Part 1: Envying Other Day Traders
By Ultimate Trading
Day Traders Are Victims Of Success
Some day traders spend a lot of energy focusing on what other day traders
do. They become concerned that everyone else is making 30% a week on their
portfolio, that everybody else finds great trades that they miss, and
that other day traders know what they're doing while they don't.
This leads day traders to try to copy what other day traders are doing,
making those trades too late, and making trades that aren't good ideas
in the first place. They get so confused trying to keep track of so many
stocks that they don't understand what's going on with any of them.
Many day traders don't realize that a lot of what people say is at the
very least an exaggeration. Similar to envy is competitiveness. Some day
traders want to show everyone that they're the best, the smartest, the
most successful. The goal of trading isnt to play a competitive game
its to make money. Your focus should be on making money. If you're
in it for the competition, you should play some other game. The only reason
to trade is to make money, and if your mind is on other day traders, you'll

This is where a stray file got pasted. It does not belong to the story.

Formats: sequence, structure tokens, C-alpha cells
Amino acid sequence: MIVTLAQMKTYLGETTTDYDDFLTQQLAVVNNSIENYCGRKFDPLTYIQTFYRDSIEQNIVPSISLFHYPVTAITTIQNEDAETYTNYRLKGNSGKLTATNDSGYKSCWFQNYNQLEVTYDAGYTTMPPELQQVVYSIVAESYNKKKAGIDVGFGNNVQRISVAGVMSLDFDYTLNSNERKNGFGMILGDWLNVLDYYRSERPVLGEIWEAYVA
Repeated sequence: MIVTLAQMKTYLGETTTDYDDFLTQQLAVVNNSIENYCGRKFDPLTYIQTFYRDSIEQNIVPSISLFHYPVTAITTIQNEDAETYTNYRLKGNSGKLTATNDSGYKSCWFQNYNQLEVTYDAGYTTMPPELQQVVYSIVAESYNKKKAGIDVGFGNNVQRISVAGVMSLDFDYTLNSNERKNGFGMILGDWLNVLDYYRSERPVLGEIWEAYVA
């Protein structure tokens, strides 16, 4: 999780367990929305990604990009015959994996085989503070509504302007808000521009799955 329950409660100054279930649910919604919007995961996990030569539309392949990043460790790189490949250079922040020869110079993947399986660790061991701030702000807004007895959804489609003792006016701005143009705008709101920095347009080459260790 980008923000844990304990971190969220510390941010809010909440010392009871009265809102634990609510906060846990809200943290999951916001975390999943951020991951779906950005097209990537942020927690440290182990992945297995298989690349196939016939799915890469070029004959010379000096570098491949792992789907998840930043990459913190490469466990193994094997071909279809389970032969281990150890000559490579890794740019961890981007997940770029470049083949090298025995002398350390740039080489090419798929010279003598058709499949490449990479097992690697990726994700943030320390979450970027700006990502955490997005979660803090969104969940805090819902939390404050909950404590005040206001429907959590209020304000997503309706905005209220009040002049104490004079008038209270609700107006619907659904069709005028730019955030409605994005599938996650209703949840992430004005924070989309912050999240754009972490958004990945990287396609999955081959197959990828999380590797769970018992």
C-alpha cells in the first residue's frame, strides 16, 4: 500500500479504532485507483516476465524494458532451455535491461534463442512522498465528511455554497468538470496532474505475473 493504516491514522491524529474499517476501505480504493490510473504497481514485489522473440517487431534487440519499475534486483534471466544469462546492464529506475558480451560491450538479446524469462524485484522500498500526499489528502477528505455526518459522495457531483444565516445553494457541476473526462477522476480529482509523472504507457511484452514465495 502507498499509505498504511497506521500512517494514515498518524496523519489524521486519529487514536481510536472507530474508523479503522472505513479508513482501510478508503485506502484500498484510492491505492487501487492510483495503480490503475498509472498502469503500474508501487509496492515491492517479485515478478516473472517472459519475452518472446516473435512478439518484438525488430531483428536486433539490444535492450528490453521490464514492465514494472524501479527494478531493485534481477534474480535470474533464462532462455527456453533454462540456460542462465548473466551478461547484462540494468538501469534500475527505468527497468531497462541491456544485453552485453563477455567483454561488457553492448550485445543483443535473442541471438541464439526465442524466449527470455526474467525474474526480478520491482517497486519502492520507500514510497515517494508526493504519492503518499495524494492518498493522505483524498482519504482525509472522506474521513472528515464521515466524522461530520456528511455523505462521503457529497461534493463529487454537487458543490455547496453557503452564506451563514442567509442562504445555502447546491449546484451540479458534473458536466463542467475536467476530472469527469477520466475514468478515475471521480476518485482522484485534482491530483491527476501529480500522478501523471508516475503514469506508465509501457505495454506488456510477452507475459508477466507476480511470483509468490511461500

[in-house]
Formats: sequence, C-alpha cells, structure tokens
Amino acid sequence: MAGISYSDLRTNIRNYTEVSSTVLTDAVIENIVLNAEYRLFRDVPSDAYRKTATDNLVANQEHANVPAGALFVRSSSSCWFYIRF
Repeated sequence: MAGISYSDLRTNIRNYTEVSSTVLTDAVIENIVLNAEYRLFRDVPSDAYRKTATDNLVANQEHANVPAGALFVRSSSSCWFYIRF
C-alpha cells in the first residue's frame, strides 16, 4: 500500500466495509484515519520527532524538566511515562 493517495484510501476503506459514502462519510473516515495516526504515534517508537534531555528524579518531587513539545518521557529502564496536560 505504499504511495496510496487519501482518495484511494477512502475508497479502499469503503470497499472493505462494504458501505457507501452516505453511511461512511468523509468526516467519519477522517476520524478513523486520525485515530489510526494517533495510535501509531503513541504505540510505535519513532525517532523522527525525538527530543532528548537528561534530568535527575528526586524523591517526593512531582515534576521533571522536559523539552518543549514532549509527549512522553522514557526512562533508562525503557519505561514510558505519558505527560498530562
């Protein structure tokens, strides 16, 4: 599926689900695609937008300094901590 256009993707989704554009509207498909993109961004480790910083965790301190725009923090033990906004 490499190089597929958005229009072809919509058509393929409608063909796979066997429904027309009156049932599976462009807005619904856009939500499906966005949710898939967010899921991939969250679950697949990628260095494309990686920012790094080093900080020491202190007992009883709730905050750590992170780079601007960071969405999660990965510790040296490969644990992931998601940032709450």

never make money.
Successful day traders ignore hype, rumors, and boasting, and use their
own knowledge and judgment to find trades that make sense and that they
have confidence in. This doesn't ignoring the current public sentiment,
because that sentiment can sometimes lead day traders to good trading
Successful day traders know what is reasonable to expect from trading,
and how to achieve it without worrying about what everyone else is doing.
Some day traders become victims of their own successes. They have good
luck with a certain type of commodity, for instance, that they overexpose
their portfolio to one sector.
Sectors tend to move together, and often one sector will move down as
another one moves up. Sectors are cyclical, which means that they go through
hot and cold phases. No one commodity or type of commodity is hot all
the time, and when a leading commodity in a sector gets into trouble,
it tends to bring all the rest down with it.
Heres an example: Lets say some day traders bought gold futures just
as a huge metals sector run was beginning. They bought silver and platinum
as well, and to do so closed out all of his other positions, which had
been in stocks and currencies.
The trouble was that, two days later, concerns about global terrorism
lessened, and the metals sector fell sharply. Diversification is important
even for short-term day traders. Some market moves can't be protected
against, and if all your holdings are in one or a few sectors, you become
vulnerable and exposed to excessive risk.
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